With the value factor, we see almost the reverse dynamic at play. Tilting toward value can create a portfolio of high yielding securities relative to the broad market. However, these higher yielding bonds are often the most risky, resulting in a lower risk-adjusted return than the broad market. The value portfolio could generate higher returns and yields but not without the cost of higher risk. This may not be palatable to fixed income investors, especially those who rely on their bond portfolio as a source of relative safety and stability.

Combining quality and value is thus intuitive. Applying a quality screen to the market can remove those securities with the highest expected chance of defaulting, resulting in a higher quality universe of securities from which to build a portfolio. Bonds are then chosen using a value tilt, picking the higher value names after the worst have been removed. Stepping back from the world of factors for a minute, this strikes me as a practical way of building a bond portfolio. First, remove all the bonds that have a higher chance of defaulting. Then, build a portfolio from the higher valued bonds left over. This process is similar to the approach that many active mutual fund managers take with credit research on corporate bonds. The factor-based approach puts similar insights to action but in a systematic manner.

Style factor indexes

BlackRock recently introduced two new style factor indexes: the BlackRock Investment Grade Enhanced Bond Index and BlackRock High Yield Defensive Bond Index. Both are constructed using quality and value factor insights. The indexes have only been live for about four months, but we have made historical performance information available. It is early days, but the growth of factor investing should provide some new and interesting opportunities for investors.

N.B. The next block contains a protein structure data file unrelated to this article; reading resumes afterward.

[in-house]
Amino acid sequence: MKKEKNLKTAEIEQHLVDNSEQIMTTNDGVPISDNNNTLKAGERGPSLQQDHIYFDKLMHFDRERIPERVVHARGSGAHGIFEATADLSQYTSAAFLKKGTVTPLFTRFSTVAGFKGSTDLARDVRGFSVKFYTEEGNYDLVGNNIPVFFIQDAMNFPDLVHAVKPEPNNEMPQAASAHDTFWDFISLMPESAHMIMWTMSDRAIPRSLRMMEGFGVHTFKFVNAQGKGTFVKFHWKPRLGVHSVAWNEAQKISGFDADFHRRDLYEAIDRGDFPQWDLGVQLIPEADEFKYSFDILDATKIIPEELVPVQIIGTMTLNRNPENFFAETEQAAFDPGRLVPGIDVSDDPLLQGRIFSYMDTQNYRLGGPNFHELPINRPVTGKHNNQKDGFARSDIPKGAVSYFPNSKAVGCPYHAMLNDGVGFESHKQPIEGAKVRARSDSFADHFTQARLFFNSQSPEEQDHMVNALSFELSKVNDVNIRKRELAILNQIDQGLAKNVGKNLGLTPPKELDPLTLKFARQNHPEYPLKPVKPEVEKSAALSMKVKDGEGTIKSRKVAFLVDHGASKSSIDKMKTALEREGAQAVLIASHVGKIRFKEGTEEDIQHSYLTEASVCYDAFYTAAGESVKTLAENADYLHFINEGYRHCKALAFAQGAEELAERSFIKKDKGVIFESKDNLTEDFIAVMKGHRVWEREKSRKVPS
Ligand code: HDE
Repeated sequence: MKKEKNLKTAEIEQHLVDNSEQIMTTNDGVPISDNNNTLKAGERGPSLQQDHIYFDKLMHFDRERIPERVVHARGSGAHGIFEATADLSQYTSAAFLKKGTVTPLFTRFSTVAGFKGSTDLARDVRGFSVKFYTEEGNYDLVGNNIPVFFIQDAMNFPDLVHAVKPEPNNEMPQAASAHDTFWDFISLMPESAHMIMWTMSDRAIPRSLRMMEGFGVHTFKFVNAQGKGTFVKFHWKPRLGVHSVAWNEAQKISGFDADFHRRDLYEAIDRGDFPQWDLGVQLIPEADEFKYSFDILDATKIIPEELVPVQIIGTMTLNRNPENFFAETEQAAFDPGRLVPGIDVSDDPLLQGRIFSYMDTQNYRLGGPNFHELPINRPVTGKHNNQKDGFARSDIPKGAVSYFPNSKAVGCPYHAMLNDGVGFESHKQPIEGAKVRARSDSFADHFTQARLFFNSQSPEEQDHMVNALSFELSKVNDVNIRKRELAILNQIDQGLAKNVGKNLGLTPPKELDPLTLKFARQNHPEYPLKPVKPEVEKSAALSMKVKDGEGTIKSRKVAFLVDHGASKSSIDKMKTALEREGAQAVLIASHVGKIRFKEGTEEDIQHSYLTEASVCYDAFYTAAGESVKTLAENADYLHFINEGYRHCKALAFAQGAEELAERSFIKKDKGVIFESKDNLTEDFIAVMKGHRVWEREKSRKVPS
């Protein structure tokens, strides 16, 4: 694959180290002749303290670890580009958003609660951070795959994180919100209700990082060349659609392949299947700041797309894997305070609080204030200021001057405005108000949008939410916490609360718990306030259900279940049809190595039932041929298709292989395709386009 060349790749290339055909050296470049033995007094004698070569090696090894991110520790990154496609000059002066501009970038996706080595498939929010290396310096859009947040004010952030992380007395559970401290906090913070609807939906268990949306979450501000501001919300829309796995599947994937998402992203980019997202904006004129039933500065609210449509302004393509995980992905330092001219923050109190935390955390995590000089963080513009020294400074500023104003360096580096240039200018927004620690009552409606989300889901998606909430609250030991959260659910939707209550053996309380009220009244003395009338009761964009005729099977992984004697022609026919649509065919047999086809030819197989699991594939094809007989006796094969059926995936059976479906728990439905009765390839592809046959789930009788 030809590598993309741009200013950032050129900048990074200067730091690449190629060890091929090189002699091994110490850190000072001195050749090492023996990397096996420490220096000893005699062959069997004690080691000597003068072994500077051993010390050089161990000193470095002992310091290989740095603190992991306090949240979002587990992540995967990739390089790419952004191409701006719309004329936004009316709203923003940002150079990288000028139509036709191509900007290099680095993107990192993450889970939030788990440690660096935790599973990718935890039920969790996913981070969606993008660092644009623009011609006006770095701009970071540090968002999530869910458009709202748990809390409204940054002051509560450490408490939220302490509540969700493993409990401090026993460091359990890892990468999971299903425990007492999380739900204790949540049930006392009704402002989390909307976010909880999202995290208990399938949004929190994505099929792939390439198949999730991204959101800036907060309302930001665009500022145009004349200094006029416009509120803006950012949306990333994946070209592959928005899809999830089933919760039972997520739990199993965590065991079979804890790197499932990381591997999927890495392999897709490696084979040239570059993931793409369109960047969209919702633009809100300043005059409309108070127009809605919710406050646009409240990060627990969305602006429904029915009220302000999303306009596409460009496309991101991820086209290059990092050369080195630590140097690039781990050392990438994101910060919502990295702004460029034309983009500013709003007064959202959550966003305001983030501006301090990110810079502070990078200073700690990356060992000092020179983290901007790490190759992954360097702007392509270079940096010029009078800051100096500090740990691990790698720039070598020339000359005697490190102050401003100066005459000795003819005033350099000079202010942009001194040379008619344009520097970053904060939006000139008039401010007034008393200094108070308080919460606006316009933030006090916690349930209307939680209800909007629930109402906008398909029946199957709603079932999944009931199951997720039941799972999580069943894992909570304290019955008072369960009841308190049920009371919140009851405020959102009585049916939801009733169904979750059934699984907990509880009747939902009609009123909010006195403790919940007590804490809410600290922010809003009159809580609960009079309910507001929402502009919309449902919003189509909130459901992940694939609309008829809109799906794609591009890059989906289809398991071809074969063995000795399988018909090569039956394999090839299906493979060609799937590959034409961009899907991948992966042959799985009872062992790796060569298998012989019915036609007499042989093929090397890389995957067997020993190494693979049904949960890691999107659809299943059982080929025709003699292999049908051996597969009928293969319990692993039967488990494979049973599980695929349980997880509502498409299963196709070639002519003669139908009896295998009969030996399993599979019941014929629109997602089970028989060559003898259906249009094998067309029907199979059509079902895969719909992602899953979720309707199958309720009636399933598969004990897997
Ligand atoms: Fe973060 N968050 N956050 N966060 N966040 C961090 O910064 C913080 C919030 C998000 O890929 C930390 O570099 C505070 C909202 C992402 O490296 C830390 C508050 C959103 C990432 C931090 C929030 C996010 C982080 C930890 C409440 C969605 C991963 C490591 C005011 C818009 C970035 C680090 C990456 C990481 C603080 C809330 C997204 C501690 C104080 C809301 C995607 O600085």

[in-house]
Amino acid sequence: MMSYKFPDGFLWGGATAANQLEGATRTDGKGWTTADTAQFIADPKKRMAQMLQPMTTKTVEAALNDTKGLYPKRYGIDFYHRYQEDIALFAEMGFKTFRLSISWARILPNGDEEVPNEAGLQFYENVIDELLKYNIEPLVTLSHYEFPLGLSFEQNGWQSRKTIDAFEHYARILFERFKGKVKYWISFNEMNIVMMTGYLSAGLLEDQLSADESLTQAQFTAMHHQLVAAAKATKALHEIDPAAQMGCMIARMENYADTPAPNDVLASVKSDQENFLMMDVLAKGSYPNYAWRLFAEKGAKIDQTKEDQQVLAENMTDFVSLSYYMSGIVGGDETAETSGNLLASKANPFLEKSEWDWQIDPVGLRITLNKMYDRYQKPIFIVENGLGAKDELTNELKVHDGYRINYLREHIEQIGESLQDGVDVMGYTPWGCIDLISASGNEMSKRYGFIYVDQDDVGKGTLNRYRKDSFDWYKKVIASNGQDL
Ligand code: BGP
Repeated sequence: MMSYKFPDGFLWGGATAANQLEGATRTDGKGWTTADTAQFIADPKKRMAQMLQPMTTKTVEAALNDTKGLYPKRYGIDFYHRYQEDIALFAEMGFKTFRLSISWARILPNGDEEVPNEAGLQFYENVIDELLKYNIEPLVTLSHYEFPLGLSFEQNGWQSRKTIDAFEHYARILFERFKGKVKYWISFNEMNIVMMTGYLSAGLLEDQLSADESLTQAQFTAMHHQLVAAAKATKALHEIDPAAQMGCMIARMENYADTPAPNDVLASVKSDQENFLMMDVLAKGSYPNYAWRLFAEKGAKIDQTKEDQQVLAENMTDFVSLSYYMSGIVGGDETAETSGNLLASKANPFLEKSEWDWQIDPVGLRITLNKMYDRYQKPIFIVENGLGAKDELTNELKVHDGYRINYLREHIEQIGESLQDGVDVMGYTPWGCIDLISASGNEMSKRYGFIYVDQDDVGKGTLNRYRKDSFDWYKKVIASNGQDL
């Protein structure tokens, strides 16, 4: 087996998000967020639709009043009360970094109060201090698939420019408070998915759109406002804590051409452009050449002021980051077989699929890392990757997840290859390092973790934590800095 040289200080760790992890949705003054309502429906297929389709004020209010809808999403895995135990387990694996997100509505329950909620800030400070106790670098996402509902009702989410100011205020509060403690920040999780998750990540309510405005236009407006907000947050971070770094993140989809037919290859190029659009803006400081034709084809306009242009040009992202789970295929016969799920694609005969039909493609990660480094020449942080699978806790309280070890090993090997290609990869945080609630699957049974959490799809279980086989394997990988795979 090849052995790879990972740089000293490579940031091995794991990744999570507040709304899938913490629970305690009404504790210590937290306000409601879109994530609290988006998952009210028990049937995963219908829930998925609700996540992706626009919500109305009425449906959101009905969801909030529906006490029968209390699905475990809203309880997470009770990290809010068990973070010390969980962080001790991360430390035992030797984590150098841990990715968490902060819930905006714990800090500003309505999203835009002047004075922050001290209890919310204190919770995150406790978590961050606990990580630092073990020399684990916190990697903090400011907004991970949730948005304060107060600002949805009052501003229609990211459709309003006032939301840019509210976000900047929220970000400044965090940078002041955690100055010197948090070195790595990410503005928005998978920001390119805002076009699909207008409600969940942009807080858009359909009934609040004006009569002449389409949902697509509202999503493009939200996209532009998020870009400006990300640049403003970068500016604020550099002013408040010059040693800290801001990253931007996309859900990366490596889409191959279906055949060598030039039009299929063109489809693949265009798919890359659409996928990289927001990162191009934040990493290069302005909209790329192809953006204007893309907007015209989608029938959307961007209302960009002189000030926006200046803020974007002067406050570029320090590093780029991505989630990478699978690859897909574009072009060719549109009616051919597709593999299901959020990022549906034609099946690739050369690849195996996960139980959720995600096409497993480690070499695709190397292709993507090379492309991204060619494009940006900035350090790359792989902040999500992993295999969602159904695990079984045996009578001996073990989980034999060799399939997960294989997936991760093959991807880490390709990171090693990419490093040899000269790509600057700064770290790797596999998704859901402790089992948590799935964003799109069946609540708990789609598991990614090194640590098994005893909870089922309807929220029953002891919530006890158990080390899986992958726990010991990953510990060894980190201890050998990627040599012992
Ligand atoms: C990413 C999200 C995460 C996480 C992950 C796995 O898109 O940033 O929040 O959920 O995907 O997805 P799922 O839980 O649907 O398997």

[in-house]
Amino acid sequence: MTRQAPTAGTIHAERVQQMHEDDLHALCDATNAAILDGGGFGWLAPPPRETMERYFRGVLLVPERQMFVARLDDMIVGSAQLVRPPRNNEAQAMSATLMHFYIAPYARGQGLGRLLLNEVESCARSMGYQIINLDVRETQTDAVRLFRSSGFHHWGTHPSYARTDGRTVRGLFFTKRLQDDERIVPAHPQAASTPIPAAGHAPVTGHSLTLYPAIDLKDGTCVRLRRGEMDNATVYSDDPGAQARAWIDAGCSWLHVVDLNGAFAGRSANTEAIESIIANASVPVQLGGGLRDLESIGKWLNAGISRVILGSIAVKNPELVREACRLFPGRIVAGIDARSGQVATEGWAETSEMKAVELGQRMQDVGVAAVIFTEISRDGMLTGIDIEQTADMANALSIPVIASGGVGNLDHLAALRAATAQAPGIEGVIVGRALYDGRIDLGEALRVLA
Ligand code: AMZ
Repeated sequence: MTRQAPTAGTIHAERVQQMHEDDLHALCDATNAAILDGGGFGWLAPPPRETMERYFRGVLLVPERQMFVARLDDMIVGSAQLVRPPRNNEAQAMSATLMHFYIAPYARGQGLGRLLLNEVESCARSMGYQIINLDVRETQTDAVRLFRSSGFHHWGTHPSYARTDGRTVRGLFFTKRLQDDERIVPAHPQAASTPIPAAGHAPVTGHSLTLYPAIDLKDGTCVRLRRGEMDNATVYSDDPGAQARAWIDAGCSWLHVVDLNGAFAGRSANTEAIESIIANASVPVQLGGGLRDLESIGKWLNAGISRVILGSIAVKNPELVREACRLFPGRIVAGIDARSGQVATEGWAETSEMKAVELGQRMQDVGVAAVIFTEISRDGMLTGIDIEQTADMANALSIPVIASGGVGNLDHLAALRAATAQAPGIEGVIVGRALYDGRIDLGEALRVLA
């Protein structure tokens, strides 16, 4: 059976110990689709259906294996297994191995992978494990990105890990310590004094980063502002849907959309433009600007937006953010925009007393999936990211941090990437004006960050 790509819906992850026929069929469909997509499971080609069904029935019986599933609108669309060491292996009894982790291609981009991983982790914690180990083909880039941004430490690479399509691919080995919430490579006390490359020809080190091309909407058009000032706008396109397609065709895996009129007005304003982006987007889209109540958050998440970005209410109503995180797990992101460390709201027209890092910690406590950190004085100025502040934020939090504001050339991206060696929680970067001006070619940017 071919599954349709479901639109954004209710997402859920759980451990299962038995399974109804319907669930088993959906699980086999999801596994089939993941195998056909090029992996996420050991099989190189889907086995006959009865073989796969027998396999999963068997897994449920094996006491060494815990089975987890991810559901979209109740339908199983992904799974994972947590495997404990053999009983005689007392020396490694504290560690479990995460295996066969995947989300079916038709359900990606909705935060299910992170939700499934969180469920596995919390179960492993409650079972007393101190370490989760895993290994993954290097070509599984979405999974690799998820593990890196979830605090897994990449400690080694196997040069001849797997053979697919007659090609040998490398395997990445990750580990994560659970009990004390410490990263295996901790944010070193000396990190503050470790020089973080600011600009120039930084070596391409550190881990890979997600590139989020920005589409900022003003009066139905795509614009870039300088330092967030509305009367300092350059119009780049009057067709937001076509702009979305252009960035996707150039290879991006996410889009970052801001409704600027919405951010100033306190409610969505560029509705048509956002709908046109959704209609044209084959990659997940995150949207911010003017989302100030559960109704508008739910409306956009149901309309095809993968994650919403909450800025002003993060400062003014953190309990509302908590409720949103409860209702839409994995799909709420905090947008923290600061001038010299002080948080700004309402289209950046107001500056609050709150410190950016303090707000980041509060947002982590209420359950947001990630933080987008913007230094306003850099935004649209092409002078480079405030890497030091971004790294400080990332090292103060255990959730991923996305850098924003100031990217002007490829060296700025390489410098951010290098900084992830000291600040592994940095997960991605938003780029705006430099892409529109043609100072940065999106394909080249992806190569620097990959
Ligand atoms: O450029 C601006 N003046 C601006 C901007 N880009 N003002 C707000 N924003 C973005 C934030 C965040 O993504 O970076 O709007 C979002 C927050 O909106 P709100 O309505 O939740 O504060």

Matt Tucker, CFA, is the iShares Head of Fixed Income Strategy and a regular contributor to The Blog.

Carefully consider the Funds’ investment objectives, risk factors, and charges and expenses before investing. This and other information can be found in the Funds’ prospectuses or, if available, the summary prospectuses which may be obtained by visiting www.iShares.com or www.blackrock.com. Read the prospectus carefully before investing.

Investing involves risk, including possible loss of principal.

There can be no assurance that performance will be enhanced or risk will be reduced for funds that seek to provide exposure to certain quantitative investment characteristics (“factors”). Exposure to such investment factors may detract from performance in some market environments, perhaps for extended periods. In such circumstances, a fund may seek to maintain exposure to the targeted investment factors and not adjust to target different factors, which could result in losses.

Fixed income risks include interest-rate and credit risk. Typically, when interest rates rise, there is a corresponding decline in bond values. Credit risk refers to the possibility that the bond issuer will not be able to make principal and interest payments. Non-investment-grade debt securities (high-yield/junk bonds) may be subject to greater market fluctuations, risk of default or loss of income and principal than higher-rated securities.

International investing involves risks, including risks related to foreign currency, limited liquidity, less government regulation and the possibility of substantial volatility due to adverse political, economic or other developments. These risks often are heightened for investments in emerging/developing markets or in concentrations of single countries.